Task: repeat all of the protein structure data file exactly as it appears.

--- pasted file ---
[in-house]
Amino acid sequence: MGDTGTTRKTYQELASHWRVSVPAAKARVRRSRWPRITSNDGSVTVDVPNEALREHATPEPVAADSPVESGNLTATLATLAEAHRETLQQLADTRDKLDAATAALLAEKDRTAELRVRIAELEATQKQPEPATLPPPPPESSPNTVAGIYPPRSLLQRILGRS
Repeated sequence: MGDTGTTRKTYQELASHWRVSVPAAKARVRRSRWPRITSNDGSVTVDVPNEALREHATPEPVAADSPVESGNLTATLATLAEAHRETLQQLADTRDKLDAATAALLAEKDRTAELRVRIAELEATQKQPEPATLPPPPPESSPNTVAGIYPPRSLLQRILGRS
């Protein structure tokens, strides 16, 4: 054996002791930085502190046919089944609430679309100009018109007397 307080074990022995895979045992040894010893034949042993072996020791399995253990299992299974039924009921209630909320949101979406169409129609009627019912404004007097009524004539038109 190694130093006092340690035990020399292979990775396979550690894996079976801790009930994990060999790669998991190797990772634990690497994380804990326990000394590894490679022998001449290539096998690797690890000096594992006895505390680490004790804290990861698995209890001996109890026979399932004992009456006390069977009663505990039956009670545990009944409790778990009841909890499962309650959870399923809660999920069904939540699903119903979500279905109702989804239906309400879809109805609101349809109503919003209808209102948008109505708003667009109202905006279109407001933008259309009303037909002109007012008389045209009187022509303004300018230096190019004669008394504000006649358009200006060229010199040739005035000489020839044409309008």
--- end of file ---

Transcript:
[in-house]
Amino acid sequence: MGDTGTTRKTYQELASHWRVSVPAAKARVRRSRWPRITSNDGSVTVDVPNEALREHATPEPVAADSPVESGNLTATLATLAEAHRETLQQLADTRDKLDAATAALLAEKDRTAELRVRIAELEATQKQPEPATLPPPPPESSPNTVAGIYPPRSLLQRILGRS
Repeated sequence: MGDTGTTRKTYQELASHWRVSVPAAKARVRRSRWPRITSNDGSVTVDVPNEALREHATPEPVAADSPVESGNLTATLATLAEAHRETLQQLADTRDKLDAATAALLAEKDRTAELRVRIAELEATQKQPEPATLPPPPPESSPNTVAGIYPPRSLLQRILGRS
């Protein structure tokens, strides 16, 4: 054996002791930085502190046919089944609430679309100009018109007397 307080074990022995895979045992040894010893034949042993072996020791399995253990299992299974039924009921209630909320949101979406169409129609009627019912404004007097009524004539038109 190694130093006092340690035990020399292979990775396979550690894996079976801790009930994990060999790669998991190797990772634990690497994380804990326990000394590894490679022998001449290539096998690797690890000096594992006895505390680490004790804290990861698995209890001996109890026979399932004992009456006390069977009663505990039956009670545990009944409790778990009841909890499962309650959870399923809660999920069904939540699903119903979500279905109702989804239906309400879809109805609101349809109503919003209808209102948008109505708003667009109202905006279109407001933008259309009303037909002109007012008389045209009187022509303004300018230096190019004669008394504000006649358009200006060229010199040739005035000489020839044409309008």